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Ziba’s Deceit (16:1-4)
Mephibosheth’s servant, Ziba, joined David, bringing supplies of food and wine for the refugees. When asked why his master had not accompanied him, Ziba deceitfully implied that Mephibosheth hoped that in the political turmoil he would himself be given his father’s throne, whereupon David gave to the servant all Mephibosheth’s possessions. This hasty act, performed without any attempt to hear the other side of the story, does not show the king in a good light. In the sequel, Mephibosheth gave Ziba the lie and showed his loyalty to David (2 Samuel 19:25-27).
Shimei’s Cursing (16:5-14)
Saul’s fellow tribesmen in Benjamin had continued to harbor resentment against David. Shimei, one of Saul’s relatives, cursed David in no uncertain terms as he passed Bahurim, a place once associated with Michal (2 Samuel 3:16). Being pelted with stones and being cursed as a man of blood were accepted by David with complete restraint. He would not let his bodyguard deal with Shimei, for he saw that in some sense even this was within the judgment of God on him. He could not keep the love and respect of his son, so he had no right to expect the respect of one of Saul’s family. Perhaps God would somehow put matters right if he endured this new indignity in the right spirit.
Ahithophel and Hushai (16:15-17:14)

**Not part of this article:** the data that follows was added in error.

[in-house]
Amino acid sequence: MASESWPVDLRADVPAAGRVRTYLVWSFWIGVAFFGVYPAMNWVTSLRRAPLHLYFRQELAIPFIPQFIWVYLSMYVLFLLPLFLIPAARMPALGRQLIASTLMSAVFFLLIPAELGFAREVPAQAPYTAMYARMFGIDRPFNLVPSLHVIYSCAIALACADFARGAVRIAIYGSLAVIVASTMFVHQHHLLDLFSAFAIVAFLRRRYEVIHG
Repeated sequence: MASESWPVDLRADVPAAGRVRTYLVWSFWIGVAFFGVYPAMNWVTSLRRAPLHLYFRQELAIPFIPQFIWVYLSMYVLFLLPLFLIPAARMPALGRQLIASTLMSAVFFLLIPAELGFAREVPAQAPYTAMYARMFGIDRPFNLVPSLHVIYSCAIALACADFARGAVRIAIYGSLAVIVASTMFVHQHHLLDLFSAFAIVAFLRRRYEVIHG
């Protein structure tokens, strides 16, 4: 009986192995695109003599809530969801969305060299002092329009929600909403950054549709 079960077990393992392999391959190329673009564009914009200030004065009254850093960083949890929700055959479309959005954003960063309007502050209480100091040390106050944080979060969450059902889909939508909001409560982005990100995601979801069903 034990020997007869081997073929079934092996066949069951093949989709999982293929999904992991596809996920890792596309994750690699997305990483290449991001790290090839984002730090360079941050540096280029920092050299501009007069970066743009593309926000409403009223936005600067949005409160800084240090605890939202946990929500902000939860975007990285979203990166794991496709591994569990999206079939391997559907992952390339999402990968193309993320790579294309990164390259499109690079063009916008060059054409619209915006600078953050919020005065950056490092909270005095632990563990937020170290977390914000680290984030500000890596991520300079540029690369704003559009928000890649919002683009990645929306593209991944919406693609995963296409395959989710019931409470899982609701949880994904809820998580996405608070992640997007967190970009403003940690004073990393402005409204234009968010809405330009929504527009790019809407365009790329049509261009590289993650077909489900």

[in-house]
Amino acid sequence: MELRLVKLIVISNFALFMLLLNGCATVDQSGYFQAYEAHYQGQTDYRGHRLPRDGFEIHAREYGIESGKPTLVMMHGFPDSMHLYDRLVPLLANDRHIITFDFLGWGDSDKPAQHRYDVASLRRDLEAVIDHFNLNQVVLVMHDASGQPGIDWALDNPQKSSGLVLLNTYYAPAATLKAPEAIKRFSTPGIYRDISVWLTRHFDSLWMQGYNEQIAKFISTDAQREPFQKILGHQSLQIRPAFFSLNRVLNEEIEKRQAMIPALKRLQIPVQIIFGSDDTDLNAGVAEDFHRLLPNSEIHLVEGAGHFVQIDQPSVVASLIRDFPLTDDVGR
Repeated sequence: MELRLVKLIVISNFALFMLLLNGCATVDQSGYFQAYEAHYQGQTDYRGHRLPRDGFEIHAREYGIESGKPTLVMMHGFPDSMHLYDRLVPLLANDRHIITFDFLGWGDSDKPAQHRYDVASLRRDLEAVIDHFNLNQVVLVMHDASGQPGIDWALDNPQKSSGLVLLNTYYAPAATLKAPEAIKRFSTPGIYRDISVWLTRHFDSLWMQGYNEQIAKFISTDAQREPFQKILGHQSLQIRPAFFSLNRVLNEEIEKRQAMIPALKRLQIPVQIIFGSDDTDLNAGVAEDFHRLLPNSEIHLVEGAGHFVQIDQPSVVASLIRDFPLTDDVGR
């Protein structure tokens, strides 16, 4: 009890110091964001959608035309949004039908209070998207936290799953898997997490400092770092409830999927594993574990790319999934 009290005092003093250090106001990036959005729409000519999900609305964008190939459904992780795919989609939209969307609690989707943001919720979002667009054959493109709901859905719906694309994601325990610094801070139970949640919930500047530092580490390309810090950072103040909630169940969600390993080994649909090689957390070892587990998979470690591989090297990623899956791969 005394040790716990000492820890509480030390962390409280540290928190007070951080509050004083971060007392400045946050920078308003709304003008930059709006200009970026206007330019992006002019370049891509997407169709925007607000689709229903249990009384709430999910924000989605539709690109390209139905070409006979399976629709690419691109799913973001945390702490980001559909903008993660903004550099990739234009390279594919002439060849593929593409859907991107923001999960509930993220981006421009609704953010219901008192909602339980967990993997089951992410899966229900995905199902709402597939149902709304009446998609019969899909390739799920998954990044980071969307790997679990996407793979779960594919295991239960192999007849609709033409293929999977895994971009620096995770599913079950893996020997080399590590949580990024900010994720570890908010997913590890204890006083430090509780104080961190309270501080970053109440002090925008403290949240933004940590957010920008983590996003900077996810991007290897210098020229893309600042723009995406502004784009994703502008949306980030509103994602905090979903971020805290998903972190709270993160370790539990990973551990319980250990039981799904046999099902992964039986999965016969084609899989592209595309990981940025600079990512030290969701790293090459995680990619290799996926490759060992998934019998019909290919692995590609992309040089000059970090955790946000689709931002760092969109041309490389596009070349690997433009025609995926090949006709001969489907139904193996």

Meantime Hushai the Archite had arrived at Absalom’s headquarters and offered his services to Absalom, who knew him to be David’s friend. The latter fact cast doubts on Hushai’s sincerity, for friendship meant covenant and Hushai was apparently breaking with his steadfast covenant love to David. Hence the question, "Is this your loyalty [covenant love] to your friend?" Hushai’s nattering reply apparently reassured Absalom.
The pretender now sought advice from Ahithophel. The latter advised that David be dishonored. Absalom was to show that he had assumed the kingship by appropriating that part of the royal harem which had been left in Jerusalem. We have to remember that every new monarch took over by right his predecessor’s harem. Absalom’s act would make the breach between himself and David final. He pitched a wedding tent on the roof of the palace and publicly manifested his possession of his father’s harem. The advice of Ahithophel, the wise man, is compared at this point to the oracular advice of seer or priest, so perceptive was it assumed to be.
Ahithophel further advised Absalom to gather an army speedily and pursue David, arguing that the king could then be overtaken and slain while he was weary and discouraged. Absalom, however, was suspicious of this sound advice and turned to Hushai, who had been sent by David with the very purpose of upsetting the plans of the rebels. Hushai countered Ahithophel’s advice of speedy pursuit by emphasizing David’s experience in campaigning. His bodyguard was so trained that Absalom could not expect to catch David napping. Rather his own untrained men would likely be caught in a trap and a great slaughter would ensue, the effect of which would be bad on the morale of his followers. Hushai therefore counseled that time be taken to gather an army from all Israel, large enough to ensure victory. Only superior numbers could defeat the experienced troops of David. Absalom was immediately convinced, and Hushai’s ruse succeeded. The narrator sees a divine overruling here in the fact that Absalom ignored Ahithophel’s good advice (vs. 14).
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"Commentary on 2 Samuel 16". "Layman's Bible Commentary". https://studylight.org/
the Third Week after Epiphany